Should Skipping School be Treated as a serious Offense

I recently read that a 15-year-old girl in Germany had been jailed for skipping one day of school. Actually, there was more to the story than that. She had been assigned to do community service and had refused; her parents had been ordered to pay a fine and they refused, so I supposed the authorities felt they had to make an example of her.

While I think that jailing a 15-year-old for a day of truancy is a bit extreme, I do think that parents need to make sure there children are in school, unless there is a compelling reason for them not to be.

Taxpayers invest a lot of hard-earned money to provide schools so that children can be educated to become self-supporting adults. When children flaunt these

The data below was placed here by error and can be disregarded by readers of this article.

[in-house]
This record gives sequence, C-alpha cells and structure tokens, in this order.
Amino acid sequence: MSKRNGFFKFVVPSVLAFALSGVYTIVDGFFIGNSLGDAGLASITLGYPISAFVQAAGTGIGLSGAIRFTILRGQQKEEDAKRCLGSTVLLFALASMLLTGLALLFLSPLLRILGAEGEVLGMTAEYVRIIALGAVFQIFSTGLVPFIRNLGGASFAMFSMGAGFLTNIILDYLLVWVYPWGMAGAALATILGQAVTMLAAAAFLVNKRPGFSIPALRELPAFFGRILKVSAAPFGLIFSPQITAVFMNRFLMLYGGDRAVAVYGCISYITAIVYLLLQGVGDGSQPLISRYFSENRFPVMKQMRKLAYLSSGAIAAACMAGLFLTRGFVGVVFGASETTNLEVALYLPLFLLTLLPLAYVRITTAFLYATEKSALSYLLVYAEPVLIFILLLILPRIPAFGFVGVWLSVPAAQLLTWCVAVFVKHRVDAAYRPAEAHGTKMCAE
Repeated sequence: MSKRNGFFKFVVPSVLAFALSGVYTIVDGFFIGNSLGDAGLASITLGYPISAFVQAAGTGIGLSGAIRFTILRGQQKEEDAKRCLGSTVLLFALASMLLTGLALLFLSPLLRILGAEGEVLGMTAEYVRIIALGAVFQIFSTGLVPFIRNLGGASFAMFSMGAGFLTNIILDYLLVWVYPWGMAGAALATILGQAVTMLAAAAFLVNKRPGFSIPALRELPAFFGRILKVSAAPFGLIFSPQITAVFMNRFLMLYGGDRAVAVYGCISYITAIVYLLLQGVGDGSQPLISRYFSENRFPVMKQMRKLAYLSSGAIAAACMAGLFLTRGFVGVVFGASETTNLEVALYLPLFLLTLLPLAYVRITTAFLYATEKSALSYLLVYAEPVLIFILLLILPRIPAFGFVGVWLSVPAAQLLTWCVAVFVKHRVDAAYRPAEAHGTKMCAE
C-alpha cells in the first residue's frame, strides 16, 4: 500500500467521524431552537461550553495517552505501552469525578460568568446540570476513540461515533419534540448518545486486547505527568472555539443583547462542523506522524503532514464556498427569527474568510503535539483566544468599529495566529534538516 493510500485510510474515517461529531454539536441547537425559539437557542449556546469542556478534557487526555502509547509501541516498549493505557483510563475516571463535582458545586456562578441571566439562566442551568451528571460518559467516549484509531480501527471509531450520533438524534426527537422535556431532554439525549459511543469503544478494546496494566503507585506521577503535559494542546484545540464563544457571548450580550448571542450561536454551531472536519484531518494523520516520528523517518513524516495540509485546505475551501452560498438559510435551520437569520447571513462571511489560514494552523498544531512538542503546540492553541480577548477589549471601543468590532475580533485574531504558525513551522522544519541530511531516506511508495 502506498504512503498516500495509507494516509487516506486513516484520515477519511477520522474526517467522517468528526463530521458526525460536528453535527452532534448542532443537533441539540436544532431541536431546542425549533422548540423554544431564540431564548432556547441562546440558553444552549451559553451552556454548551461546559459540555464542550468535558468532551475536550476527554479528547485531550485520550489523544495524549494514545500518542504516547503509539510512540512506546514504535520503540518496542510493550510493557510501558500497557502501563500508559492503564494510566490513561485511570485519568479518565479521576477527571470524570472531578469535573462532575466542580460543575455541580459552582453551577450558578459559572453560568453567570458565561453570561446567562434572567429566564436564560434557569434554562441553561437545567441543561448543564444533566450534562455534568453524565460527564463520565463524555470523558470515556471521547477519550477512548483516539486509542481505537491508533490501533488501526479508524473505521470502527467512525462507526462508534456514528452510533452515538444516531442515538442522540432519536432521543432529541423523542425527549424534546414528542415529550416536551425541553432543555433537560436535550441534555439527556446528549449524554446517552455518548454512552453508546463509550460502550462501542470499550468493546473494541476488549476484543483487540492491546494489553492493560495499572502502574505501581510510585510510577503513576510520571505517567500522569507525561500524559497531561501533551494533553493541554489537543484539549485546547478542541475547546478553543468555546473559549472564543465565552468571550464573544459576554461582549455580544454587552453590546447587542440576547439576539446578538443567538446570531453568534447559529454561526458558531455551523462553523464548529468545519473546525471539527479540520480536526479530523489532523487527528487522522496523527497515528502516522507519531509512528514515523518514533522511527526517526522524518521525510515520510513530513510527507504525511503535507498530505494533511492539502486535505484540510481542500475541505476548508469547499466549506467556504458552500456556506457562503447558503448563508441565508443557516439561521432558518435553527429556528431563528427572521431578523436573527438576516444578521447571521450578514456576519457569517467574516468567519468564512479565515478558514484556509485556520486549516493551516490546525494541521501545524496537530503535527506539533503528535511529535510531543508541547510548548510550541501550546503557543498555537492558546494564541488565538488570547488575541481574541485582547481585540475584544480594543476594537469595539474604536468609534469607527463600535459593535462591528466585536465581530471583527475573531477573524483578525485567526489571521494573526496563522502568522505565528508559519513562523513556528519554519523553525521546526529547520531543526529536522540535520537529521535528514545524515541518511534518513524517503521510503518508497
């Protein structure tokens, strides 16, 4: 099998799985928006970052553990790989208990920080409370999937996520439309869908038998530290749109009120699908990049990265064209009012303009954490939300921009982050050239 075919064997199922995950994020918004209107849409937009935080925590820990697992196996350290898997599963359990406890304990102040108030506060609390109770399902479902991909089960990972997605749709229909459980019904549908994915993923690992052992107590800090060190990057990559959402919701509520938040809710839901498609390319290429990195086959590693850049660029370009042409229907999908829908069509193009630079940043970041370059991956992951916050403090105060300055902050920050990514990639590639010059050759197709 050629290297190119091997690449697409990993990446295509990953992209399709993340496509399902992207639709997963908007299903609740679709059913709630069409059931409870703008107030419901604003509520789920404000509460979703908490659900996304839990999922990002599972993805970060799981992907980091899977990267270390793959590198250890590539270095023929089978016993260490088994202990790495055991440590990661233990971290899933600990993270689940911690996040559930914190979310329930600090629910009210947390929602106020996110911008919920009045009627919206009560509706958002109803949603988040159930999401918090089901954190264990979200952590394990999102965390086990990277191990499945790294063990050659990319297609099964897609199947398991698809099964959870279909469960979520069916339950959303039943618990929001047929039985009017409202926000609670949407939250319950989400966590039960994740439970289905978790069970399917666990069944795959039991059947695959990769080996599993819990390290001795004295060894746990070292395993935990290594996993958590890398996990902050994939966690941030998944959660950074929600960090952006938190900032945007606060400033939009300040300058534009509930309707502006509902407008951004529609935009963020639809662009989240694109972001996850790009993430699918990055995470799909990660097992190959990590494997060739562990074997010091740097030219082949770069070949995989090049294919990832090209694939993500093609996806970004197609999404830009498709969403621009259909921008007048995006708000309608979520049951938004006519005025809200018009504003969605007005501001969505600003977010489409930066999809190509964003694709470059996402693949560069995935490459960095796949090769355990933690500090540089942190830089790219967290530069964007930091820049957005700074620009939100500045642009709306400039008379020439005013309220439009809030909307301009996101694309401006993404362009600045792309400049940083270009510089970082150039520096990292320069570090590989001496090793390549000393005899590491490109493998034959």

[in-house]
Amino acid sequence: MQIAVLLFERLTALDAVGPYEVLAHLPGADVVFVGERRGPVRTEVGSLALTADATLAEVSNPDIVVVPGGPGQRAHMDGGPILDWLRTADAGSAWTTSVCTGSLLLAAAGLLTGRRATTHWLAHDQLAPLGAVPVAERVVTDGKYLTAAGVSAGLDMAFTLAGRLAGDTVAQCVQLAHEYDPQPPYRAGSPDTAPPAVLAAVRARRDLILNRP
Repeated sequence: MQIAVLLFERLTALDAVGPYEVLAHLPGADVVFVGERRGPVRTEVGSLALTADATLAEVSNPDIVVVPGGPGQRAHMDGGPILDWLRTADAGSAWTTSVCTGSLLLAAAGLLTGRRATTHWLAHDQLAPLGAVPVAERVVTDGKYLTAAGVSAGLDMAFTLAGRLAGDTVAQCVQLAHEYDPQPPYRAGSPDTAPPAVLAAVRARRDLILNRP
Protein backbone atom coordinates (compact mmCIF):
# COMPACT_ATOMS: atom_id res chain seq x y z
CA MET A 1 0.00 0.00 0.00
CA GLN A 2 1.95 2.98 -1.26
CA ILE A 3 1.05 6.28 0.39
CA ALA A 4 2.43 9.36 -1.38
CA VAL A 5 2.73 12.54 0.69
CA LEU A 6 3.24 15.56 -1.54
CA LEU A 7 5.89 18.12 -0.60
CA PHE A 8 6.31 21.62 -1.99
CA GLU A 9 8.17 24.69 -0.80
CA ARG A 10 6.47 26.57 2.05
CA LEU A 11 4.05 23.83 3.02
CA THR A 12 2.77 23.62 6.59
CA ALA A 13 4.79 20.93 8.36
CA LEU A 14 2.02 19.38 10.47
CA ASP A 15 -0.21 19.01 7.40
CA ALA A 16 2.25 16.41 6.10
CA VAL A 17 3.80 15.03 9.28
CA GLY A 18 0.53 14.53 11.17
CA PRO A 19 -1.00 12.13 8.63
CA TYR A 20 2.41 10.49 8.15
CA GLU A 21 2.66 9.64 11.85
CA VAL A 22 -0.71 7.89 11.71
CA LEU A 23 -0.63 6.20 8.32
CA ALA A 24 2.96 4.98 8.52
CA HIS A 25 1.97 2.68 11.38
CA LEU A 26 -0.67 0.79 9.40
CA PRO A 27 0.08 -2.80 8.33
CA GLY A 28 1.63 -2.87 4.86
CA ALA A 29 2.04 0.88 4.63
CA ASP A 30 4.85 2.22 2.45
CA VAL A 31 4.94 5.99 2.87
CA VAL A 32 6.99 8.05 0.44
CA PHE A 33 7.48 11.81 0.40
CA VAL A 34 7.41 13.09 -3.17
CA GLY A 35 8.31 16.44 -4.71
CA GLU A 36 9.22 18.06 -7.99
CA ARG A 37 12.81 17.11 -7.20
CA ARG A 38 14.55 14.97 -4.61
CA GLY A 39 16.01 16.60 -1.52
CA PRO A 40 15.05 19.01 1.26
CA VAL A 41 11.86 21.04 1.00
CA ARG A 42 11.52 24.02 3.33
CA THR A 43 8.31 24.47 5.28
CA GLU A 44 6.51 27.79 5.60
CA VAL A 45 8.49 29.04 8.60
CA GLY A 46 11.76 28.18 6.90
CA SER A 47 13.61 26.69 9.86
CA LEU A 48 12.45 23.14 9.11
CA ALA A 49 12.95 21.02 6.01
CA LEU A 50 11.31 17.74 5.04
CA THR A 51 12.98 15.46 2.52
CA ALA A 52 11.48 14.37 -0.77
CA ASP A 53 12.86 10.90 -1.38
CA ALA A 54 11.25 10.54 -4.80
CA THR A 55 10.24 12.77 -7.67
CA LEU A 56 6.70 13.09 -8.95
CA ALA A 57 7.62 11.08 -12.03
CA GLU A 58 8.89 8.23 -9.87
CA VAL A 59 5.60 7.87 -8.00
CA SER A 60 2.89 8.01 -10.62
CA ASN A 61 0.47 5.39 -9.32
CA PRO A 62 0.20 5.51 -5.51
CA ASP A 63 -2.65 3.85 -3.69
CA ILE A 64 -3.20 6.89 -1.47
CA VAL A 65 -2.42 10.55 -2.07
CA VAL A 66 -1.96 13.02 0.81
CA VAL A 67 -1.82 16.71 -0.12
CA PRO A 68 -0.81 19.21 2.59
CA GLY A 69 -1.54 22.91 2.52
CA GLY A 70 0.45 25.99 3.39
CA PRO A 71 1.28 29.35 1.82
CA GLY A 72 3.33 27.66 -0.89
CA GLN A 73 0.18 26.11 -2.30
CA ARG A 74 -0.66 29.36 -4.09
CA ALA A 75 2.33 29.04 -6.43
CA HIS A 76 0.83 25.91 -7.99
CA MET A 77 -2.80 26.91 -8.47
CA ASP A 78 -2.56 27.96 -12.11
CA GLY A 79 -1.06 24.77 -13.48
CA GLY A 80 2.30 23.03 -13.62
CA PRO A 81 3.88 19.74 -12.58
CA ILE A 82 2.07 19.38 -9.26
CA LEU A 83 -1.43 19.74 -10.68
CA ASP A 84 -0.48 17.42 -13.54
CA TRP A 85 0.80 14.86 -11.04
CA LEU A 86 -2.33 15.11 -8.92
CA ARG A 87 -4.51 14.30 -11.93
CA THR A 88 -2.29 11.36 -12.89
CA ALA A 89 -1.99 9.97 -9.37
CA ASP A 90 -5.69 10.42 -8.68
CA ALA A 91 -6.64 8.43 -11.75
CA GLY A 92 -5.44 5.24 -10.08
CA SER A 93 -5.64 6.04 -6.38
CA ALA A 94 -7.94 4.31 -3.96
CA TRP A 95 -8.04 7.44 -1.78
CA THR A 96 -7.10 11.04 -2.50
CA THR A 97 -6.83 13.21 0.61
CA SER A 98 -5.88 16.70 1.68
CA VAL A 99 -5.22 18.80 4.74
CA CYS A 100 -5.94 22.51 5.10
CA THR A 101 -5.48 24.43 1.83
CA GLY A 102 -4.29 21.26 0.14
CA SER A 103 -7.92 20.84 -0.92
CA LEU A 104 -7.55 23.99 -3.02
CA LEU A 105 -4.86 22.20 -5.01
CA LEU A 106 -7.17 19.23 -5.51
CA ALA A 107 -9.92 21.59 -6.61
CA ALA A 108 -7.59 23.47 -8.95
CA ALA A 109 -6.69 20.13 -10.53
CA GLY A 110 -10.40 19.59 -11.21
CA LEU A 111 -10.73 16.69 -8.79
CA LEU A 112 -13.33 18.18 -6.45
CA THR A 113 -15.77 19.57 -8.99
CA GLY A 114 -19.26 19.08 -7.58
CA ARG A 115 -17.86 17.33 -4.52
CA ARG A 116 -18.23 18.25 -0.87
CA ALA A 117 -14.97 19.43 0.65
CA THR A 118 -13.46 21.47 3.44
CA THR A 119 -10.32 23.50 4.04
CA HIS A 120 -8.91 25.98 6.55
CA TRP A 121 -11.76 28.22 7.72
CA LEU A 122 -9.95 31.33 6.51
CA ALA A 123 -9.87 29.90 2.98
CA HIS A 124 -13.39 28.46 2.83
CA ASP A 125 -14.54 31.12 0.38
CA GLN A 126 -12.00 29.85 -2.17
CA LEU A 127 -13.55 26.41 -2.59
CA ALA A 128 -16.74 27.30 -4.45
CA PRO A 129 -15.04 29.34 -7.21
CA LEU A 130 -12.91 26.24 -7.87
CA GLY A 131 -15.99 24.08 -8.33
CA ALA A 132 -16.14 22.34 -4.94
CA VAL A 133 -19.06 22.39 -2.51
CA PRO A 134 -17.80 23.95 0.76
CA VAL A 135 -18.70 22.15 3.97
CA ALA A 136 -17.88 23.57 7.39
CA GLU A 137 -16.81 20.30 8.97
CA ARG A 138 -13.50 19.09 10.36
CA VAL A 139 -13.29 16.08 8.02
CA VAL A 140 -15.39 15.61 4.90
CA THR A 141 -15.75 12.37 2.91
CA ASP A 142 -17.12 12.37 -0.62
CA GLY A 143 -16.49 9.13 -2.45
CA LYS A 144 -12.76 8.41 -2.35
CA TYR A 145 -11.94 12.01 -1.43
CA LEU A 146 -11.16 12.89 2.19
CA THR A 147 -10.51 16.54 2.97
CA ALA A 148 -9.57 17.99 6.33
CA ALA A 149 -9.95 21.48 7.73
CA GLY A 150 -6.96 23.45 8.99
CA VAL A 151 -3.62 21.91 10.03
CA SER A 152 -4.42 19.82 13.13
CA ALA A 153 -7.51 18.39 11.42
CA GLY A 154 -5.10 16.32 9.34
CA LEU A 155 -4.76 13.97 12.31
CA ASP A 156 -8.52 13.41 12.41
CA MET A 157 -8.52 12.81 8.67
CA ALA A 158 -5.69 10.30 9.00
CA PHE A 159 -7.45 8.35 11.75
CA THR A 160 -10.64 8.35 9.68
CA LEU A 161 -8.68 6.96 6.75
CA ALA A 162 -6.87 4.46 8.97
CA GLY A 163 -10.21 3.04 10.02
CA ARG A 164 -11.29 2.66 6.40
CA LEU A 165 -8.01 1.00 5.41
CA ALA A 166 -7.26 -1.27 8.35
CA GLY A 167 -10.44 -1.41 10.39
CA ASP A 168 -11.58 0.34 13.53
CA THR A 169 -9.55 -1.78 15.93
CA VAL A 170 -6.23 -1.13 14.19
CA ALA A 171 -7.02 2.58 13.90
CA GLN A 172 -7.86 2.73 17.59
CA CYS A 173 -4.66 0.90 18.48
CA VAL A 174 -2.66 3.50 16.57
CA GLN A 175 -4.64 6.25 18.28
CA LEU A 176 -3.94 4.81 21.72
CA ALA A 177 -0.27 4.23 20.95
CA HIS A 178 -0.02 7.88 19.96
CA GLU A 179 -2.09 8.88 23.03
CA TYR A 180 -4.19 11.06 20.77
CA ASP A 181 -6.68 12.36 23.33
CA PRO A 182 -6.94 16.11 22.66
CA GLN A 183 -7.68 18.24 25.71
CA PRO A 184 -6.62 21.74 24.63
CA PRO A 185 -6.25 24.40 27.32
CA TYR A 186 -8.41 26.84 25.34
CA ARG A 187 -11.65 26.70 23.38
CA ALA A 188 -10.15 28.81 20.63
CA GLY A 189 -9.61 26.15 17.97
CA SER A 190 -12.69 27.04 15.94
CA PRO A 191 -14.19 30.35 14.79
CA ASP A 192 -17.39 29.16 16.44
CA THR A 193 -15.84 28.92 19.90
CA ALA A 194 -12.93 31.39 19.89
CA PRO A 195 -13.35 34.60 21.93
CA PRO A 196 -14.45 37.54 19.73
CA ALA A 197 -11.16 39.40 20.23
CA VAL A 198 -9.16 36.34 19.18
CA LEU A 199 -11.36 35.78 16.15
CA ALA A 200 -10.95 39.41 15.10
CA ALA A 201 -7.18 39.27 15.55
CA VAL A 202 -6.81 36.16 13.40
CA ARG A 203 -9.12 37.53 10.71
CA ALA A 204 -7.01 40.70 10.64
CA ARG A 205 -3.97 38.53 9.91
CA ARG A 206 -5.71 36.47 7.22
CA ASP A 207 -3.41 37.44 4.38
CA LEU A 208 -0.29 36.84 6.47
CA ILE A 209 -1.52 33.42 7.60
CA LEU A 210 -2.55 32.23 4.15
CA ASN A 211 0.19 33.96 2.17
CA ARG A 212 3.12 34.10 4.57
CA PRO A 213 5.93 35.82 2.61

opportunities and treat them as worthless, they are, in a sense, stealing from the tax-payer. Studies show that habitual truants are also more often the ones who end up requiring public support later on through welfare, food stamp programs, etc. The taxpayer ends up having to pay twice.

Some ways to cure the problem might be:

1. Notify parents immediately if a child does not show up at school.

2. After 3 unexcused absences, require the parents to meet with a counselor to try to find a solution to the problem.

3. Hire a part time truant officer for the district to follow up on habitual cases.

4. Require parent to bring child to make-up classes on week-ends and sit with them if necessary.

5. Schedule child for counseling to find out why he feels justified in skipping school.

Feel free to add your own suggestions.